Klaus, ltaiguara, Portihno and I met in February 2015 at the Samuari Hotel Studio in Astoria to record my new songs. We also included a nod to Antonio Carlos Jobim and created a heartbreaking rendition of Jobim's "Meditation" that Klaus and I arranged. I said, What if the lover in "Meditation" wasn't just going away, but passed away and the surviving lover was singing this song at their funeral? The song went in an entirely different direction. We returned to the studio in May and I was ready with more new songs for that session. From my love of Sting's music, we chose "It's Probably Me," but as a Baiao. At the last minute we added two more songs to the album and recorded them at Dave Darlington's studio in June. We added the Jobim tune, "lnutil Paisagem," to feature ltaiguara's guitar virtuosity and revisited my tune "Burden of Choice" from my first bossa album, bossanovafied.
Klaus and ltaguara were essential to BOSSAtoo. They are among the finest musicians I have had the pleasure of working with and were amazing at showing me how to approach the different Brazilian genres. Klaus introduced me to two other respected Brazilian musicians, drummer Portinho and percussionist, Rafael Barata. Klaus led me to Dave Stoller of Samurai Hotel Studio where we seamlessly recorded the music. Both Klaus and ltaiguara used Grammy-winning engineer, Dave Darlington, of Bass Hit Studio to mix their solo albums. They introduced me to this wonderful man who brought it all together in the mixing and mastering of my album. As Dave says, "We're now family."
Writing this album was pure joy. Why BOSSAtoo? It's not #2 as in the second bossa album to follow bossanovafied, but Bossa (also) to include the range of styles within Brazilian music. I loved the challenge of exploring the range within the Brazilian context. I worked to write variations on Samba (3/4 and classic 4/4), Afoxe, Partido Alto, Baiao and Bossa Nova. These song really stretched my writing and my guitar playing. I hope you enjoy listening to BOSSAtoo as much as we enjoyed creating it!
Klaus Mueller - pianist/keyboards/arranger/production.
Whether he’s creating orchestral arrangements for Herbie Hancock, accompanying Leny Andrade, or playing piano in a jazz club with the Portinho Trio, diversity is the serendipitous theme of the music and life of New York-based musician Klaus Mueller. Born in Germany and raised in Japan, Chile, and Brazil, this renowned pianist, composer, arranger, and educator began playing piano at age three. His eclectic background gave this classically trained musician the gift of open-mindedness; a natural ease with styles ranging from modern to Brazilian jazz, contemporary to avant-garde. In 2003, the orchestral arrangements Mueller produced (in collaboration with Robert Sadin) for jazz legend Herbie Hancock for the “Gershwin’s World” tour were performed by the Chicago Symphony, Los Angeles Philharmonic, and many other orchestras across the world. On his 2012 album release Far-Faraway he performs with legendary jazz bassist Ron Carter and the iconic Brazilian drummer Portinho.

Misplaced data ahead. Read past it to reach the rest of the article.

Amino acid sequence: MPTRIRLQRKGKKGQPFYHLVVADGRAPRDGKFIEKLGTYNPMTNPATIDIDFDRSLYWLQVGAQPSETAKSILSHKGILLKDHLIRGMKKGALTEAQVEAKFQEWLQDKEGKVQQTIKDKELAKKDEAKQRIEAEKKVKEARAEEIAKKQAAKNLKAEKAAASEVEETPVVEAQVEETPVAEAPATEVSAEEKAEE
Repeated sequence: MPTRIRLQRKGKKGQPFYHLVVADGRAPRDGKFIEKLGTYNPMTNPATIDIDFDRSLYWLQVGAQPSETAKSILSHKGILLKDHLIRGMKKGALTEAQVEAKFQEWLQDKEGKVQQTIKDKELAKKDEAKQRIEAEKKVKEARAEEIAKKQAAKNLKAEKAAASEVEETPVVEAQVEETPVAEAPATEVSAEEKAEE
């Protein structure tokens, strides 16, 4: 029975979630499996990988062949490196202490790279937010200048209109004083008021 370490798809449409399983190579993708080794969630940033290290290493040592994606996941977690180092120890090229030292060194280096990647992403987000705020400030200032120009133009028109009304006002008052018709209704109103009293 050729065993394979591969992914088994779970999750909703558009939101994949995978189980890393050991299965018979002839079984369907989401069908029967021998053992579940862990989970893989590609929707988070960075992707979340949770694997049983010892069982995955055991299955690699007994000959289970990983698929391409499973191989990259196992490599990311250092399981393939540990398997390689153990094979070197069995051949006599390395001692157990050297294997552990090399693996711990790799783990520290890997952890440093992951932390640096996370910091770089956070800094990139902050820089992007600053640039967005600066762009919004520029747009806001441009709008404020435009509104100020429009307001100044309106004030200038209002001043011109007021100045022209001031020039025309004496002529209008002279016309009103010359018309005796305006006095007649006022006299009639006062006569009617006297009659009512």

Itaiguara Brandão – acoustic guitar/5-string electric bass.
The name Itaiguara [ee-tahy-gwahr-uh] has its roots in an indigenous dialect of Brazil and roughly translates to “water that flows from the stone.” Itaiguara Brandão attended Berklee College of Music in Boston, MA and studied jazz improvisation with the legendary Charlie Banacos and arranging with Mike Longo (Dizzy Gillespie’s music director for 9 years). He was awarded a Berklee Achievement Scholarship for musical excellence in 1995 and graduated summa cum laude in 1997. Brandão also holds a degree in Telecommunications Engineering from Pontifícia Universidade Católica (PUC) in Rio de Janeiro, Brazil (1991). Brandão served as musical director for the Paulo Braga Band from 1999 to 2003. The creator, Paulo Braga, is known as the father of Brazilian drums. Braga played with Antonio Carlos Jobim for fifteen years and is currently part of The Jobim Trio. Brandão has recorded on major labels such as Sony/BMG as well as on numerous independent labels, and played in major venues such as the Nobel Peace Prize concert in Oslo, The Grand Hall of the Moscow State Conservatory, The London Olympics and the Sidney Opera House in Australia. He is a contributor to the educational book/CD Inside the Brazilian Rhythm Section (Publisher: Sher Music, 2005).
Porthino - drummer.
Born in Brazil, Portinho moved to the United States in the early 1970s. He has played with many of the greats in jazz, like: Tania Maria, Gato Barbieri, Paquito D’Rivera, and many others, including: Airto Moreira, Harry Belafonte, Dom Salvador, Astrud Gilberto, Michel Camilo, Ron Carter, Nancy Wilson and Eliane Elias. “Whether Portinho is playing at the world famous Blue Note or the underground cellar spot (downtown New York City) called the Zinc Bar, you can bet your last dollar he is going to swing the band,” says Rob Crocker, WBGO-FM. In his book My Sax Life, Paquito D’Rivera states, “...Portinho; one of the most tasteful, yet energetic and joyful percussionists of all times.”
Rafael Barata - percussion.
Born in Rio de Janeiro, Brazil, Barata began playing drums at 5 years of age. Throughout his childhood he was dedicated to popular Brazilian music (MPB), especially bossa nova. Self-taught on drums, he recorded his first CD at age 14. He won two Brazilian drum festivals: 1st Batuka - at age 15, and the Batuka Masters in 2000. He has shared the stage with Russell Ferrante, Mike Shapiro, John Pizzarelli, Jane Monheit, Karrin Allison, Kevin Lethau and many others. Currently, he is touring around the world with jazz pianist and singer Eliane Elias, Marc Johnson and Rubens De La Corte.